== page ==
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post #1 of 20 (permalink) Old 04-03-2017, 09:02 PM Thread Starter
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Default knock down project

I'm thinking about designing a new product (like a cabinet) that can be shipped and assembled by the consumer. Anyone have experience designing/building knockdown furniture?

I've assembled enough IKEA products (hundreds) that I understand the basics. I'm thinking about building the prototype using biscuits then the production using Festool domino (I don't have one). I believe it's perfectly acceptable to require these customers to glue the pieces together, but it would be better if I could design it without.

The design needs to be such that we can build the parts with standard cabinet shop equipment (router/jigs, drill press, table saw - no CNC) Since for the first 50-100 units I expect to build them myself or sub out to local cabinet shop.

So any thoughts?

Sorry, I'm not comfortable disclosing the product to such a learned bunch as reads this forum since so many of you could easily copy my idea. I know that will happen eventually but I'd like to get a little head start on my competition

thanks
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PS. If you really need to know and I recognize you as having conversed with me before privately and in other threads, I may tell you what it is if that will really help you provide better advice. At this point I'm more looking for anyone who's learned some things first hand about designing and building knockdown cabinetry.
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post #2 of 20 (permalink) Old 04-03-2017, 09:12 PM
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i haven't done what you are trying to do per say but I can tell you to take a zillion pictures of your idea, (prototype) write down exactly what it is what it does blah blah blah as much detail as you can date it all put it in an envelope and mail it to yourself but make sure you send it so you have to sign for it, but when you get it leave it sealed .......you may need to prove you came up with the idea someday.....and what better evidence you would have is a registered letter.....
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post #3 of 20 (permalink) Old 04-03-2017, 09:32 PM Thread Starter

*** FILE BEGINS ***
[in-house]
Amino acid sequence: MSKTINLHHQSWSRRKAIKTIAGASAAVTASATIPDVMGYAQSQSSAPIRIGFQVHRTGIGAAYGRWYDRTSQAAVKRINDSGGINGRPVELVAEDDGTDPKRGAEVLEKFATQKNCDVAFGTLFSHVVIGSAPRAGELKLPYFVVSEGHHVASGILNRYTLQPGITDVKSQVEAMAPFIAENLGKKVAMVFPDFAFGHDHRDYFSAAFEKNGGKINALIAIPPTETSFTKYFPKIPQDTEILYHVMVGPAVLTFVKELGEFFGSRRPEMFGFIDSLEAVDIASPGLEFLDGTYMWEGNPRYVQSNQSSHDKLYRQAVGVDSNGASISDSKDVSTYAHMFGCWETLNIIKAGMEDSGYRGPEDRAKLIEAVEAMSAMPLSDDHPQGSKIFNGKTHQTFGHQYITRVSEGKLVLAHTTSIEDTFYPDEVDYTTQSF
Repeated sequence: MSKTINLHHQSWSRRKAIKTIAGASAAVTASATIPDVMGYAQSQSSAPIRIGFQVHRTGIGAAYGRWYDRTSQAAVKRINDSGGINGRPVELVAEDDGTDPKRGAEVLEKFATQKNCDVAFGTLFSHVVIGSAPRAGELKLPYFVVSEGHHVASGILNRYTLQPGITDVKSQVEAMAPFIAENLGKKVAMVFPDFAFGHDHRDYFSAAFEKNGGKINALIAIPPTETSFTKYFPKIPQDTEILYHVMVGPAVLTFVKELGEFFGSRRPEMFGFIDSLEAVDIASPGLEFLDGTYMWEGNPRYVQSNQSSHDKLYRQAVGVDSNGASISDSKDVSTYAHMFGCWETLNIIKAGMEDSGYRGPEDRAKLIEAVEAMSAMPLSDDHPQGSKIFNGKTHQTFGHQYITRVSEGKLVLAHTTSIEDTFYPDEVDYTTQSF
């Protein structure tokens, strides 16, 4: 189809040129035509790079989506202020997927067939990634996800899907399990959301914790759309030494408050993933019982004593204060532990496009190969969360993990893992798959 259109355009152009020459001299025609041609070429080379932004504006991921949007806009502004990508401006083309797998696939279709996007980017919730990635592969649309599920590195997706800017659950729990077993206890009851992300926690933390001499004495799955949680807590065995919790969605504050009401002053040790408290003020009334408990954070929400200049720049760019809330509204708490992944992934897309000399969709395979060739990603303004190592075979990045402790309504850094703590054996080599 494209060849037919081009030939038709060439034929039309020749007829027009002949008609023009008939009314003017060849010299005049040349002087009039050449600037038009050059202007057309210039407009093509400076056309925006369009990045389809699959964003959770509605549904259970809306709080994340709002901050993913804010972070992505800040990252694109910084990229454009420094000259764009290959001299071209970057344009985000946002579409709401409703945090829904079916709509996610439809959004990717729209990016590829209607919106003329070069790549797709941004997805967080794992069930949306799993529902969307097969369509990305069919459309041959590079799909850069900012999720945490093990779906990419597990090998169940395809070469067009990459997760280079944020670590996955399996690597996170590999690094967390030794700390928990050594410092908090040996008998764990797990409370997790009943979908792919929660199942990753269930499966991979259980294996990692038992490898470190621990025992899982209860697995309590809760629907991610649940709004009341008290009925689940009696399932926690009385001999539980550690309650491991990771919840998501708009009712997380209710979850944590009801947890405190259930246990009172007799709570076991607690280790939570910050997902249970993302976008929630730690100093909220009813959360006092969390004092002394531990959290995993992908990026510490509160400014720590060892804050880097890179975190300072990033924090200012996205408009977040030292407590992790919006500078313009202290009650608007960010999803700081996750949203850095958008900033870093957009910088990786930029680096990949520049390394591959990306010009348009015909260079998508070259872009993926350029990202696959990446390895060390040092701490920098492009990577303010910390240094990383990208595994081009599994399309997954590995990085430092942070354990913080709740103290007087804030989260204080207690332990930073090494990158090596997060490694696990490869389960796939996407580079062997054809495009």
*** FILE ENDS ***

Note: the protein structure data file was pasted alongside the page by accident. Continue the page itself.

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Yea, I've been thinking about the patent angle. I don't think I'll be doing anything really that's patentable. I'll be using traditional joinery and common knockdown techniques. I would be shocked if I could patent 'using knockdown techniques to produce a shippable xxxx'
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post #4 of 20 (permalink) Old 04-03-2017, 09:39 PM
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You'll need a bunch of well made, durable jigs because the fastest and most efficient way is to make large batches and if they are going to fit together properly then you'll need to jig them so that all of them are identical. I worked for a short while in a cabinet shop and a lot of that type work was done by a CNC router and I ran a CNC beam saw (worth over 100 grand) that cut all the panels. Even with the CNC router we had some issues at times with dowel holes matching up and it was mostly, I think, issues with vacuum hold downs and getting the pieces registered to zero accurately. Even with handheld jigs you'll have to be careful about the same issues. Dowels are one of the most common line up methods and you can make some pretty good jigs with these: Bushings and Inserts - Lee Valley Tools One of the best parts about these is if you think the bushing is starting to wear you just unscrew it and screw in a new one so the jig never changes. They can also be used to drill the pilots for screw holes. That would be one of the best tips I have for you.
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post #5 of 20 (permalink) Old 04-04-2017, 05:38 AM
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The issue with getting the customer to glue stuff up is going to be clamping. I guess you'd need to incorporate screws to provide clamping of the glue joints, assuming the customer won't have clamps. It's going to take some smart design to guarantee that everything will be held square as the glue dries.
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post #6 of 20 (permalink) Old 04-04-2017, 07:44 AM